Macias, Ruben Arnoldo Gonzalez (2012) Change and continuity in Mexican Journalism The case of Morelia. PhD thesis, University of Leeds.
Available under License Creative Commons Attribution-Noncommercial-Share Alike 2.0 UK: England & Wales.
Since the eighties, the political face of Mexico has been changing gradually. There has been a shift from the hegemony of the official Institutional Revolutionary Party to a more egalitarian distribution of power, in which the other two main parties (National Action Party and Democratic Revolution Party) have gained salience at national, state and local levels (Camp 1999, Eisenstadt 2003, Hiskey 2003, Hiskey and Bowler 2005, Elizondo 2006 and Escalante 2006). Nonetheless, it is still not clear the impact of this reconfiguration on news organizations: in their studies on Mexican journalism, Lawson (2002) and Hughes (2003 and 2006) perceived a general trend towards modernization. By taking certain news outlets located in the most important cities (mainly in Mexico City, Guadalajara and Monterrey), they considered that, indeed, Mexican media are undergoing progressive change. However, looking at other places – like Morelia - makes evident that the situation in the rest of the country is different.
Therefore, this research will argue that, despite the arrival of diverse political parties to the national, state and local administrations, the relationship between reporters and high rank political authorities remains the same. That is, the exchange of favours – economic most of the times – still determines the way news organizations and politicians interact. In short, rather than change, continuity is the rule of the journalistic practice, at least in the provinces of Mexico. For that reason, this study proposes an approach to the problem at two levels: macro and micro. The former is related to the media environment (the way news outlets are organised and operate) and the latter regards the interaction between reporters and their sources. The central argument is that the specific conditions of the media context shape the journalist-politician relationship. In sum, the discussion on change versus continuity of the Mexican journalism requires analysing the interaction between the macro and micro levels.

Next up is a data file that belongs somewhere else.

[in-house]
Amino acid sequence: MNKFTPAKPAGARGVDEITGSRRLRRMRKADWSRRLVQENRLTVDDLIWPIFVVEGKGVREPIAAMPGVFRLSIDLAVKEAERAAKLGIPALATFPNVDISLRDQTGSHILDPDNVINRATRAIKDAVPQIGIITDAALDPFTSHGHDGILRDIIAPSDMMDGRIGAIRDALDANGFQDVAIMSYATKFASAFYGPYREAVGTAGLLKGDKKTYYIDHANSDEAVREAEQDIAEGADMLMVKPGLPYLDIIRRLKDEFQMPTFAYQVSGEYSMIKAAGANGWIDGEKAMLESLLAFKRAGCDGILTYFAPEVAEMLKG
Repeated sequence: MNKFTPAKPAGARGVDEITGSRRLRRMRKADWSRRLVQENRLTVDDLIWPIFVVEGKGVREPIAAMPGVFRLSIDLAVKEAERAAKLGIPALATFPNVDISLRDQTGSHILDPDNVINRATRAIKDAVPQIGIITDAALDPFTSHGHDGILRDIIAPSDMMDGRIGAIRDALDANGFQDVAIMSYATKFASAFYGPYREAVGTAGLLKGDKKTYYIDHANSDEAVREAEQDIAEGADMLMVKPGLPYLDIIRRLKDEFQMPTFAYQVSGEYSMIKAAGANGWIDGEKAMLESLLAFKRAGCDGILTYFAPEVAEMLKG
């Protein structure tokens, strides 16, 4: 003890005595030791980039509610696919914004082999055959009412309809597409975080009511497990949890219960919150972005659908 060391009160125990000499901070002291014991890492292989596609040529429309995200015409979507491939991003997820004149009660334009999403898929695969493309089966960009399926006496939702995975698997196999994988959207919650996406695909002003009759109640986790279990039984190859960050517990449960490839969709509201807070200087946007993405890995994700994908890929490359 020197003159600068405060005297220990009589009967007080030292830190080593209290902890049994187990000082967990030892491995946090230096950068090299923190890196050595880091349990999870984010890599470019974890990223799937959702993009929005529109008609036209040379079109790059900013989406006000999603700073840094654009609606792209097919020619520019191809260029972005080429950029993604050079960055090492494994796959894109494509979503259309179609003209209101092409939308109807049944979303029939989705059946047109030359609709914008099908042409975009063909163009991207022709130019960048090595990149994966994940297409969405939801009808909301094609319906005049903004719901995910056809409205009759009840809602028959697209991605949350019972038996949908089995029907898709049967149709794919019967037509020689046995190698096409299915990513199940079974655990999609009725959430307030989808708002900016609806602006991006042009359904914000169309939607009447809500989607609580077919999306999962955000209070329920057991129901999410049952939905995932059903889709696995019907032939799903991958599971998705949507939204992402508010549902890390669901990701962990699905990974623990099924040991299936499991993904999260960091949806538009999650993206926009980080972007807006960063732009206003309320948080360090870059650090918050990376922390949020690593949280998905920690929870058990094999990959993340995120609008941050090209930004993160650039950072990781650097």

|Item Type:||Thesis (PhD)|
|Department:||The University of Leeds > Faculty of Performance, Visual Arts and Communications (Leeds) > Institute of Communication Studies (Leeds)|
|Deposited By:||Repository Administrator|
|Deposited On:||15 Oct 2012 10:29|
|Last Modified:||15 Oct 2012 10:29|
Repository Staff Only: item control page